The champ is back.
DAYTONA BEACH, FLORIDA – Well, that didn’t take long.
Jimmie Johnson has enjoyed a dramatic reversal of fortune, a two-week winning streak after starting the NASCAR Sprint Cup Series season 0-for-11. Inevitably, this has people rethinking the 2014 season, now that Johnson has redefined it.
The champ is back.
Victories the last two weeks at Charlotte Motor Speedway and Dover International Speedway – the former event being one of NASCAR’s “majors,” the Coca-Cola 600 – has Johnson looking completely capable of winning a record-tying seventh series championship. And he is teed up nicely for a possible third consecutive victory, as the defending race winner for Sunday’s race, the Pocono 400.
Pocono Raceway – a 2.5-mile race track with only three turns and virtually no banking – is called the “Tricky Triangle” but Johnson never has found it all that puzzling. In addition to his June 2013 win, he swept the track’s two races in 2004, his third full-time season in the NASCAR Sprint Cup Series – an early inkling of the dominance that was coming down the pike. Overall at Pocono, Johnson’s average finish is 8.8 and his Driving Rating is 109.3. Both of those statistics, based on 24 starts, are series-bests.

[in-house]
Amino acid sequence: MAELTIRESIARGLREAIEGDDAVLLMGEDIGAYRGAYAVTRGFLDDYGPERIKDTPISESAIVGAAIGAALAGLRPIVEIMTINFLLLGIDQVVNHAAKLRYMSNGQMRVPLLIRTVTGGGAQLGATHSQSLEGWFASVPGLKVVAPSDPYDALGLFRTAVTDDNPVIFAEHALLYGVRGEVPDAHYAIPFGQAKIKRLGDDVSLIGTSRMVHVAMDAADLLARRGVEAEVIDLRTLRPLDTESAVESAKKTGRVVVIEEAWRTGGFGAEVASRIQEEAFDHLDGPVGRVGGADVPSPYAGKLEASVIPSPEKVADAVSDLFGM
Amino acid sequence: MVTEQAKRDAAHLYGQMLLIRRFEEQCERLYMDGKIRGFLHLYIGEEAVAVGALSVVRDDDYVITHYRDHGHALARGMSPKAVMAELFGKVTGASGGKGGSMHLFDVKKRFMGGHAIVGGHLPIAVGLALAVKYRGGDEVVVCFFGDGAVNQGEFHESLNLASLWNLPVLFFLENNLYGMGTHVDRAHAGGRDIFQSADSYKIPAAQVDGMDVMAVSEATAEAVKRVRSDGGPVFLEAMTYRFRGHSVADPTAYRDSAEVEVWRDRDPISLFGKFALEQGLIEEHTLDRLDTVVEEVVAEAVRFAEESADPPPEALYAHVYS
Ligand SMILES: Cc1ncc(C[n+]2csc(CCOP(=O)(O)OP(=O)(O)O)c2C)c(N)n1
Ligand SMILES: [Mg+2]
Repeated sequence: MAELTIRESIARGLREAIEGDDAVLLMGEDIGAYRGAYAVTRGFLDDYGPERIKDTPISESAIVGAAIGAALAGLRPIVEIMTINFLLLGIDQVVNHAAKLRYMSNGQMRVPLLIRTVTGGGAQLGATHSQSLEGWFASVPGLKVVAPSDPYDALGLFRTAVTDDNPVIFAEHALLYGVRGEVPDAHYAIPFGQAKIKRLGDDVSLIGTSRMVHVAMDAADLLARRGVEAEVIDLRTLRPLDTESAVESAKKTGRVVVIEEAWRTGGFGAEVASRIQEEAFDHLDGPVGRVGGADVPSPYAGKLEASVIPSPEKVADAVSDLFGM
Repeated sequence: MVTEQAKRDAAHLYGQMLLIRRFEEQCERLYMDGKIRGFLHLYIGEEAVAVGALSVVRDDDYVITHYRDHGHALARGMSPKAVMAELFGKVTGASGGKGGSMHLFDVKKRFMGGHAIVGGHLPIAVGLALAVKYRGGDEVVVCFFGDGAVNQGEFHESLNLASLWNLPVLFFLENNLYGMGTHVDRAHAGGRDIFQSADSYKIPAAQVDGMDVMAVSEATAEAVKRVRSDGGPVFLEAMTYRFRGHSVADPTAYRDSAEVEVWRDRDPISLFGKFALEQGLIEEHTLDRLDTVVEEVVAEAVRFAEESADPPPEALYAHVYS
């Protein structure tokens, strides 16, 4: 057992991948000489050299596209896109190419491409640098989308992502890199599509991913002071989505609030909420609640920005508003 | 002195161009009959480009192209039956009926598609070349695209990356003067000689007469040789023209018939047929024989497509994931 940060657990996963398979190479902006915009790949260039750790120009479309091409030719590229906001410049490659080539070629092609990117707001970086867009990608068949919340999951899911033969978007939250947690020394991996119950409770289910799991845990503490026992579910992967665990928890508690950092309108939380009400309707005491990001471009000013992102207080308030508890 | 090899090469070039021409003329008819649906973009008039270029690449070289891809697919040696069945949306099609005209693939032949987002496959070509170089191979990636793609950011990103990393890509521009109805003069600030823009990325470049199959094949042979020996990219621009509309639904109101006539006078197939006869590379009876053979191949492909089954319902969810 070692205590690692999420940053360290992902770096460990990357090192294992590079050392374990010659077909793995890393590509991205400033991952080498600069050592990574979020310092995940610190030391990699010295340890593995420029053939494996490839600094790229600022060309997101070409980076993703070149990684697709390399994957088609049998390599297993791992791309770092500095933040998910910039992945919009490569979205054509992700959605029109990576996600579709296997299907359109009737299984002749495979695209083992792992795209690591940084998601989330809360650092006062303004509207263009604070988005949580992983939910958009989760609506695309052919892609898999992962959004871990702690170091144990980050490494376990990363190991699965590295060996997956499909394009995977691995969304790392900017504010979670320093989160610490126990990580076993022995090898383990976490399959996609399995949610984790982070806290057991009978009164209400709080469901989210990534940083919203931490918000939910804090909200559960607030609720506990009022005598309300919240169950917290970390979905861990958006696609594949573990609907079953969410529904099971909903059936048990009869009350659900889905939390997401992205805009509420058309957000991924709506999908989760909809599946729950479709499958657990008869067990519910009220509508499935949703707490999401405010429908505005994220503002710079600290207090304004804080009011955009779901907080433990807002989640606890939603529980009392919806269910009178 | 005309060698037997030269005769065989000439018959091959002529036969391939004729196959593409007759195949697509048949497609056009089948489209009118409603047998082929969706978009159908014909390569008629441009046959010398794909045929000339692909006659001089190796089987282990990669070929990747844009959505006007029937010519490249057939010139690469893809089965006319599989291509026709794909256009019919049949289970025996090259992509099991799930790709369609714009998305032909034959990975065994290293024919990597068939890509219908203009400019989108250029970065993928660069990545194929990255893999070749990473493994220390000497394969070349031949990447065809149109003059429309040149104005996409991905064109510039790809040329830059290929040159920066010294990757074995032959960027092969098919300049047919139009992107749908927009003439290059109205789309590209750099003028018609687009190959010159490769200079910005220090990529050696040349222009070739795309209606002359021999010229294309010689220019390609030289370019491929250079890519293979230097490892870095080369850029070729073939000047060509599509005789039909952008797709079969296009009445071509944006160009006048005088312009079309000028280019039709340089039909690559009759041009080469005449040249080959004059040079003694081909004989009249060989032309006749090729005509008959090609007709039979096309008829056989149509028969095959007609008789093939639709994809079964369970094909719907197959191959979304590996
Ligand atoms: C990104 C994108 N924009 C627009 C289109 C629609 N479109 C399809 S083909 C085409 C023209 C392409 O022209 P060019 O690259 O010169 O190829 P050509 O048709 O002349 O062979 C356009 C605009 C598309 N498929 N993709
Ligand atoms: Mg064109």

There are three two-time winners in the NASCAR Sprint Cup Series thus far this year – Johnson, Kevin Harvick and Joey Logano. This is certainly what could be called “preferred status” as all three have almost certainly clinched spots in the 16-driver Chase for the NASCAR Sprint Cup, NASCAR’s ‘playoffs” that are contested over the final 10 races of the season.
Those three still must fulfill two more requirements, however, to make the Chase. They must finish the first 26 races of the season in the top 30 of the series points. Sixteen spots are available for the Chase, with race winners getting first dibs, provided they fulfill all the qualification requirements. If there are less than 16 different winners, remaining berths will be based on the series standings after the first 26 races.
NASCAR Wire Service